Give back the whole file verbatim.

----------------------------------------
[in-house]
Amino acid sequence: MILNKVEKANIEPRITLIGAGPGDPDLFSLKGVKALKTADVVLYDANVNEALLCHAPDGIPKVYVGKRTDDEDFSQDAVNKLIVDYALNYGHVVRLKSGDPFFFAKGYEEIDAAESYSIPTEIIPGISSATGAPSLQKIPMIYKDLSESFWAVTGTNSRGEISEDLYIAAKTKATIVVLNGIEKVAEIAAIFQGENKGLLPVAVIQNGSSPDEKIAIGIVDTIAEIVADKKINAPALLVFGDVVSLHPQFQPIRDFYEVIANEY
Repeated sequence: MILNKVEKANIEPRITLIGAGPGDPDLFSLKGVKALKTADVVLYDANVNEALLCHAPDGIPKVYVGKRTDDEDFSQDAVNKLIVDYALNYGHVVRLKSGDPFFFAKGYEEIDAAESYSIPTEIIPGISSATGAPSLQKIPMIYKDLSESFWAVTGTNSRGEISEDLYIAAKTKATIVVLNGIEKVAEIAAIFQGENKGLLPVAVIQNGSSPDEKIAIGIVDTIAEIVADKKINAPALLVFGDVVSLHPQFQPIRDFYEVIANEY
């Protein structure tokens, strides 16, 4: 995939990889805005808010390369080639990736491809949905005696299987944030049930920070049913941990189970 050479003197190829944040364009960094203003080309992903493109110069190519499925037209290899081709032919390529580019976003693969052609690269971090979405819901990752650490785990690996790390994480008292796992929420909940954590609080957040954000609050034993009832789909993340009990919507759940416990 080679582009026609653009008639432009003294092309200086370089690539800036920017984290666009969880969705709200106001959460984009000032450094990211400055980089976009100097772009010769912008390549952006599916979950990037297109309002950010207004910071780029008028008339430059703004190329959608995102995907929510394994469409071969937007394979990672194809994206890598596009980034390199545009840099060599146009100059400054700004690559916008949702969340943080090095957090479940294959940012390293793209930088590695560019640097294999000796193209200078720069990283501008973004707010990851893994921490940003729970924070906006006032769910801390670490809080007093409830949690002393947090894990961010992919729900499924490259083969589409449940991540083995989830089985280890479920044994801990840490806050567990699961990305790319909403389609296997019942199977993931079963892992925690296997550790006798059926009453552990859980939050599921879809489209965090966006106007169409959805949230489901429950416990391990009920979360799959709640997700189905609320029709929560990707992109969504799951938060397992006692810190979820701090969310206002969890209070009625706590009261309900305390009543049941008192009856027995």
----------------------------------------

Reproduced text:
[in-house]
Amino acid sequence: MILNKVEKANIEPRITLIGAGPGDPDLFSLKGVKALKTADVVLYDANVNEALLCHAPDGIPKVYVGKRTDDEDFSQDAVNKLIVDYALNYGHVVRLKSGDPFFFAKGYEEIDAAESYSIPTEIIPGISSATGAPSLQKIPMIYKDLSESFWAVTGTNSRGEISEDLYIAAKTKATIVVLNGIEKVAEIAAIFQGENKGLLPVAVIQNGSSPDEKIAIGIVDTIAEIVADKKINAPALLVFGDVVSLHPQFQPIRDFYEVIANEY
Repeated sequence: MILNKVEKANIEPRITLIGAGPGDPDLFSLKGVKALKTADVVLYDANVNEALLCHAPDGIPKVYVGKRTDDEDFSQDAVNKLIVDYALNYGHVVRLKSGDPFFFAKGYEEIDAAESYSIPTEIIPGISSATGAPSLQKIPMIYKDLSESFWAVTGTNSRGEISEDLYIAAKTKATIVVLNGIEKVAEIAAIFQGENKGLLPVAVIQNGSSPDEKIAIGIVDTIAEIVADKKINAPALLVFGDVVSLHPQFQPIRDFYEVIANEY
């Protein structure tokens, strides 16, 4: 995939990889805005808010390369080639990736491809949905005696299987944030049930920070049913941990189970 050479003197190829944040364009960094203003080309992903493109110069190519499925037209290899081709032919390529580019976003693969052609690269971090979405819901990752650490785990690996790390994480008292796992929420909940954590609080957040954000609050034993009832789909993340009990919507759940416990 080679582009026609653009008639432009003294092309200086370089690539800036920017984290666009969880969705709200106001959460984009000032450094990211400055980089976009100097772009010769912008390549952006599916979950990037297109309002950010207004910071780029008028008339430059703004190329959608995102995907929510394994469409071969937007394979990672194809994206890598596009980034390199545009840099060599146009100059400054700004690559916008949702969340943080090095957090479940294959940012390293793209930088590695560019640097294999000796193209200078720069990283501008973004707010990851893994921490940003729970924070906006006032769910801390670490809080007093409830949690002393947090894990961010992919729900499924490259083969589409449940991540083995989830089985280890479920044994801990840490806050567990699961990305790319909403389609296997019942199977993931079963892992925690296997550790006798059926009453552990859980939050599921879809489209965090966006106007169409959805949230489901429950416990391990009920979360799959709640997700189905609320029709929560990707992109969504799951938060397992006692810190979820701090969310206002969890209070009625706590009261309900305390009543049941008192009856027995």